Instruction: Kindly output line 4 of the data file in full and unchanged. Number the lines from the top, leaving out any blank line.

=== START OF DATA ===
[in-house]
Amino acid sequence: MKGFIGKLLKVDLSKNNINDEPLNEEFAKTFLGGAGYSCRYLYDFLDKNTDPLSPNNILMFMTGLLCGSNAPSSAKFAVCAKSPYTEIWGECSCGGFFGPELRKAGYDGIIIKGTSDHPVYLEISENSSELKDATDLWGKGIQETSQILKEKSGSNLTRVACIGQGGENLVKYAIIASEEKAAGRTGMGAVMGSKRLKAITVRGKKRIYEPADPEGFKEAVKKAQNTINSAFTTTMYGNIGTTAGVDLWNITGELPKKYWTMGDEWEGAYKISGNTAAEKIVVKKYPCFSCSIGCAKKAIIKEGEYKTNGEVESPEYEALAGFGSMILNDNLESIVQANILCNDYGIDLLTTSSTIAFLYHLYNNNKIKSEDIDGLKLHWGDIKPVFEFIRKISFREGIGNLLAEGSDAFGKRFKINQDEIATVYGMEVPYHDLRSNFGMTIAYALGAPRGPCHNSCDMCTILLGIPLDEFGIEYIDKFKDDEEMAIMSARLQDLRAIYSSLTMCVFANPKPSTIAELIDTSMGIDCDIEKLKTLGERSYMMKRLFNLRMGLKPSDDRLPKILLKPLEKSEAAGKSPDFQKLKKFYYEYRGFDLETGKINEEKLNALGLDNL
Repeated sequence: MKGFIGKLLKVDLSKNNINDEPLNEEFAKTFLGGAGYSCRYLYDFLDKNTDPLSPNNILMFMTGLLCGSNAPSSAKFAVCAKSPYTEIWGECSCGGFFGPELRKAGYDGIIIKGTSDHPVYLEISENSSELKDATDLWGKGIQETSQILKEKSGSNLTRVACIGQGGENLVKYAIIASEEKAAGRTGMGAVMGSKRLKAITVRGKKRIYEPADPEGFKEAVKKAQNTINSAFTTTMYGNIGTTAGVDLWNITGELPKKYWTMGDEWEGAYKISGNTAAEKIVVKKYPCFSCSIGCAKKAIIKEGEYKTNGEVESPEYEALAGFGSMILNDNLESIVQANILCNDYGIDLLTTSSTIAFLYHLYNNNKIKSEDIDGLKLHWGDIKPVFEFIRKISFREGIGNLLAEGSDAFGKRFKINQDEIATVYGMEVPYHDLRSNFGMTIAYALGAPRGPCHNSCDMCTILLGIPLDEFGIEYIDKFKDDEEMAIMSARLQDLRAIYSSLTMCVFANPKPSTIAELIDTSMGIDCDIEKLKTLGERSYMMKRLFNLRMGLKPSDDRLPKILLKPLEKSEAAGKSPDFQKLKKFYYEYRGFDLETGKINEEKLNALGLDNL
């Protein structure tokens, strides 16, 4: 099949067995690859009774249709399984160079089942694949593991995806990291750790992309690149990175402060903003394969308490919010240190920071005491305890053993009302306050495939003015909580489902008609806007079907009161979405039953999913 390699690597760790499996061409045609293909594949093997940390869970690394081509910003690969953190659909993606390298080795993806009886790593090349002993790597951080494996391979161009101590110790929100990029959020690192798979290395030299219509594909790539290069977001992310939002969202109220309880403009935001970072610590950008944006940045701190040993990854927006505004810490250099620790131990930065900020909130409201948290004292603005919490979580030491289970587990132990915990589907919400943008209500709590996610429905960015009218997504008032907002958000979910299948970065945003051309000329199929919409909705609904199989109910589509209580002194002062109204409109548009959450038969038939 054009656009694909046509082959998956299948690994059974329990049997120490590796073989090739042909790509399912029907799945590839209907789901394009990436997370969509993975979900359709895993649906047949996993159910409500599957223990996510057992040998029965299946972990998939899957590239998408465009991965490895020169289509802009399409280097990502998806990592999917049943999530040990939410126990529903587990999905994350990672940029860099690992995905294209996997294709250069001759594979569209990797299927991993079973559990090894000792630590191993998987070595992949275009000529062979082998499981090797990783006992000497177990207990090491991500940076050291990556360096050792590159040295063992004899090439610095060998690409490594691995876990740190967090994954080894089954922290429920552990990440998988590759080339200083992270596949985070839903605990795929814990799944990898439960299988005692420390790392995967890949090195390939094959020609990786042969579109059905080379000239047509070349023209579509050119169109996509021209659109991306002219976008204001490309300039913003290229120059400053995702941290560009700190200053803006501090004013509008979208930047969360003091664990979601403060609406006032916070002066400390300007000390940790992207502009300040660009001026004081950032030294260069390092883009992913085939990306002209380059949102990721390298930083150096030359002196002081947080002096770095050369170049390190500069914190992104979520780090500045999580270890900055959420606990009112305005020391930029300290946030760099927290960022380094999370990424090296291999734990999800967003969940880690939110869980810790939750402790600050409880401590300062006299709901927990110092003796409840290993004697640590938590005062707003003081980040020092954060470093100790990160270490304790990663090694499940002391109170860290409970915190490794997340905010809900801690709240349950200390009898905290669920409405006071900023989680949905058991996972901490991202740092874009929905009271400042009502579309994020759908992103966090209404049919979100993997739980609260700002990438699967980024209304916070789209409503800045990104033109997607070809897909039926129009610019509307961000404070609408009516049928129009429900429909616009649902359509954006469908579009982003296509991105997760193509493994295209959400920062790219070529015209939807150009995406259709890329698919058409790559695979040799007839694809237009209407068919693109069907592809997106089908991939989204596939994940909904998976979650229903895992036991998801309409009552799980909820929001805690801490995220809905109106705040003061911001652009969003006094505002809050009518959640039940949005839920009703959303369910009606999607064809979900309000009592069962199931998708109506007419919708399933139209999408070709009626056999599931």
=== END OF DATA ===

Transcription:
């Protein structure tokens, strides 16, 4: 099949067995690859009774249709399984160079089942694949593991995806990291750790992309690149990175402060903003394969308490919010240190920071005491305890053993009302306050495939003015909580489902008609806007079907009161979405039953999913 390699690597760790499996061409045609293909594949093997940390869970690394081509910003690969953190659909993606390298080795993806009886790593090349002993790597951080494996391979161009101590110790929100990029959020690192798979290395030299219509594909790539290069977001992310939002969202109220309880403009935001970072610590950008944006940045701190040993990854927006505004810490250099620790131990930065900020909130409201948290004292603005919490979580030491289970587990132990915990589907919400943008209500709590996610429905960015009218997504008032907002958000979910299948970065945003051309000329199929919409909705609904199989109910589509209580002194002062109204409109548009959450038969038939 054009656009694909046509082959998956299948690994059974329990049997120490590796073989090739042909790509399912029907799945590839209907789901394009990436997370969509993975979900359709895993649906047949996993159910409500599957223990996510057992040998029965299946972990998939899957590239998408465009991965490895020169289509802009399409280097990502998806990592999917049943999530040990939410126990529903587990999905994350990672940029860099690992995905294209996997294709250069001759594979569209990797299927991993079973559990090894000792630590191993998987070595992949275009000529062979082998499981090797990783006992000497177990207990090491991500940076050291990556360096050792590159040295063992004899090439610095060998690409490594691995876990740190967090994954080894089954922290429920552990990440998988590759080339200083992270596949985070839903605990795929814990799944990898439960299988005692420390790392995967890949090195390939094959020609990786042969579109059905080379000239047509070349023209579509050119169109996509021209659109991306002219976008204001490309300039913003290229120059400053995702941290560009700190200053803006501090004013509008979208930047969360003091664990979601403060609406006032916070002066400390300007000390940790992207502009300040660009001026004081950032030294260069390092883009992913085939990306002209380059949102990721390298930083150096030359002196002081947080002096770095050369170049390190500069914190992104979520780090500045999580270890900055959420606990009112305005020391930029300290946030760099927290960022380094999370990424090296291999734990999800967003969940880690939110869980810790939750402790600050409880401590300062006299709901927990110092003796409840290993004697640590938590005062707003003081980040020092954060470093100790990160270490304790990663090694499940002391109170860290409970915190490794997340905010809900801690709240349950200390009898905290669920409405006071900023989680949905058991996972901490991202740092874009929905009271400042009502579309994020759908992103966090209404049919979100993997739980609260700002990438699967980024209304916070789209409503800045990104033109997607070809897909039926129009610019509307961000404070609408009516049928129009429900429909616009649902359509954006469908579009982003296509991105997760193509493994295209959400920062790219070529015209939807150009995406259709890329698919058409790559695979040799007839694809237009209407068919693109069907592809997106089908991939989204596939994940909904998976979650229903895992036991998801309409009552799980909820929001805690801490995220809905109106705040003061911001652009969003006094505002809050009518959640039940949005839920009703959303369910009606999607064809979900309000009592069962199931998708109506007419919708399933139209999408070709009626056999599931």